The prominent four-louvre radiator grille is derived from the G Class, while a new Sodalite Blue metallic and non-metallic ‘Manufaktur’ Alpine Grey, as tested. New Multibeam LED headlamps turn night into day, with automatic dipping, while new tail lamps are, well, new.

The MBUX multimedia system and the multifunction steering wheel have each been upgraded to the latest generation, which is unremarkably similar but similarly remarkable as other models such as the GLE and latest C Class sedan. Two new upholstery colours are available: Catalana Beige and Bahia Brown. We got the grey, though lifted a little by the multi-colour lighting, today, a purple hue.

Without wanting to sound like a brochure, standard equipment in the GLS 450 d is extensive: an AMG Line exterior makes it look all scoopy and aggressive, while tech is in abundance, such as a 360 degree parking package, augmented navigation that combines the actual forward camera view with graphic arrows to more accurately advise directions, heated/cooled front seats, heated rear, power closing doors, Head Up Display, aluminium running boards with puddle lamps and a full panoramic sunroof are just the start.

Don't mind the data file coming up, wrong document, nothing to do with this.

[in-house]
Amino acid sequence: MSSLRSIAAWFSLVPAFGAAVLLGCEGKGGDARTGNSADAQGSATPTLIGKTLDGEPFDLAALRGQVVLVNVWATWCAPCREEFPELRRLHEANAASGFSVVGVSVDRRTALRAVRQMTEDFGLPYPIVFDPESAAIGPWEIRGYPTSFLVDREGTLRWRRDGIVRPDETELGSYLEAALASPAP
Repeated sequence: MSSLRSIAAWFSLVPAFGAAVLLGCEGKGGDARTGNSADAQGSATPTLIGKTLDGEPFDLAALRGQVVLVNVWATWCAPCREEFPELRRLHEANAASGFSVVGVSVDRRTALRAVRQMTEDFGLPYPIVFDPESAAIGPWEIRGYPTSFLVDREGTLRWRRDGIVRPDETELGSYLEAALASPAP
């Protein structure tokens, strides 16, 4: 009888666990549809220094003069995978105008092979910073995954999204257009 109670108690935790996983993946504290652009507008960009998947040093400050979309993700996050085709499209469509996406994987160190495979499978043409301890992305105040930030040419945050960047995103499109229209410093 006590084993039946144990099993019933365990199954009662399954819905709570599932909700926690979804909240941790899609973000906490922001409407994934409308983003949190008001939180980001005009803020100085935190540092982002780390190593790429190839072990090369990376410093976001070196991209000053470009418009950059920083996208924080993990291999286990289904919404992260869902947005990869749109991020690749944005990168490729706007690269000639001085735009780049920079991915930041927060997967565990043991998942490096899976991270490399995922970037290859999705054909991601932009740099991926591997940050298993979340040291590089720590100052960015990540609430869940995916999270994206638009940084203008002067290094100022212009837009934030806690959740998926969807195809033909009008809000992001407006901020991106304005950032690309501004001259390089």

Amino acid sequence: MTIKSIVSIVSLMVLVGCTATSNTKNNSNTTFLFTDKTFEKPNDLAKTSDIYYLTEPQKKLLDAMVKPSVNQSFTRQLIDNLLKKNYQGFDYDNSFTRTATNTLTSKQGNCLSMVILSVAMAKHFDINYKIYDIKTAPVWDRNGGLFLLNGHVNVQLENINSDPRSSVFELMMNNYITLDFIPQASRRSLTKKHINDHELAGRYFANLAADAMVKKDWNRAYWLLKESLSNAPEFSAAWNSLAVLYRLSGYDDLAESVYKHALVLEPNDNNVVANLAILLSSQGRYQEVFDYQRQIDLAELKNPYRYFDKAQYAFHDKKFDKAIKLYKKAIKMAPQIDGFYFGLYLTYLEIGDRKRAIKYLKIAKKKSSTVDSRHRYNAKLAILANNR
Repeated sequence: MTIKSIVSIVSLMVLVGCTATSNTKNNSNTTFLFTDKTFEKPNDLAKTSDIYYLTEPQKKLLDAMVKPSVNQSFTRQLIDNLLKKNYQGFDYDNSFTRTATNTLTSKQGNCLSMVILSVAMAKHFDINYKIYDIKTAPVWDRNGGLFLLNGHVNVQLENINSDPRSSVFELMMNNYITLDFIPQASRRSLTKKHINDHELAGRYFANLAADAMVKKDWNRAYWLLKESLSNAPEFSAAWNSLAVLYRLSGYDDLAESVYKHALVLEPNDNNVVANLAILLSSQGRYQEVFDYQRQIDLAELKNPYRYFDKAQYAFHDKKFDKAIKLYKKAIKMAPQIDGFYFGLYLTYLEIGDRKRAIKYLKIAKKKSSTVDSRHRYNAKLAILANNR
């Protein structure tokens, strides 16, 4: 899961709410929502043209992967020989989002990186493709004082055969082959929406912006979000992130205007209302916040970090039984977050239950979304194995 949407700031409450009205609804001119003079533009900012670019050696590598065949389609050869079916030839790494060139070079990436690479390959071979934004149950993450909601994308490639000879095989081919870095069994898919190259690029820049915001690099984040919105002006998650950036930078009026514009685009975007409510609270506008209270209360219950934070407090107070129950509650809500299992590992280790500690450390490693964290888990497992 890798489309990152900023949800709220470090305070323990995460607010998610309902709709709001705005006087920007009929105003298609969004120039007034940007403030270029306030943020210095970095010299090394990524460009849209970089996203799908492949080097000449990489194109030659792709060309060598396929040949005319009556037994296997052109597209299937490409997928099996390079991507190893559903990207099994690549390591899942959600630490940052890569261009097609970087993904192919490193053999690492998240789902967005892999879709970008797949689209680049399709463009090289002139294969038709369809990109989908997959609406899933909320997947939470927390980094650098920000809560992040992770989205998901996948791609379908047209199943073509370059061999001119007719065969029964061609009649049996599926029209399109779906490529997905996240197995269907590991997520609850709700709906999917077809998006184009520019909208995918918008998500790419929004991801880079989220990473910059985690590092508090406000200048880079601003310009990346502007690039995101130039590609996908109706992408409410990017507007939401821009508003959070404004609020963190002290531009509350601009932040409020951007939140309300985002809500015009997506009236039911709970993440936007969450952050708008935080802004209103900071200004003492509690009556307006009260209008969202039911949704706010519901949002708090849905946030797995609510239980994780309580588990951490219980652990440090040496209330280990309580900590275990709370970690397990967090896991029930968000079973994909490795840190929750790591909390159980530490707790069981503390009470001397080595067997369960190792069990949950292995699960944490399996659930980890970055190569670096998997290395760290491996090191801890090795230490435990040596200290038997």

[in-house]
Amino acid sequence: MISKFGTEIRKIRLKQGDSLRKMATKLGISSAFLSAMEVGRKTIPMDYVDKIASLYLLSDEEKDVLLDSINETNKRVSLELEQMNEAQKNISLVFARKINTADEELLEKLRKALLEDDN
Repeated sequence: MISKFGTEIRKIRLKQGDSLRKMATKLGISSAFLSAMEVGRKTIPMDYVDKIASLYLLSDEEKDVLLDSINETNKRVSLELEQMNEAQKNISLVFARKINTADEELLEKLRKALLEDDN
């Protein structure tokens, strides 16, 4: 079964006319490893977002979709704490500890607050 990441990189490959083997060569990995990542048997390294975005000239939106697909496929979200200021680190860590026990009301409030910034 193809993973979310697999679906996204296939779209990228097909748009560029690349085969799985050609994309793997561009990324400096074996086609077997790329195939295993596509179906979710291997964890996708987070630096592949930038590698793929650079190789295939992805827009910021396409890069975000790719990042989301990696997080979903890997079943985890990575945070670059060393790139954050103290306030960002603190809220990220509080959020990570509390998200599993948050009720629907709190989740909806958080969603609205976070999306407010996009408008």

At just over 5.2 metres, she’s a big beast, but still a little shorter than a Ranger or Hilux, packing in not just a third row of electrically raised and lowered seats, but tonnes of luggage space, even with the seats up. With all seats lowered, it’s as big as a double bed, and almost as flat.

The dash layout is starting to feel strangely familiar after a run of new Mercedes, which is great for familiarity, given the abundance of features, just a little lacking for individuality… at least a minor issue for those with multiple Mercs in the garage. We also encountered some minor technical bugs with phone connectivity dropping out, though they wasn't frequent enough to ascertain if it was car or phone.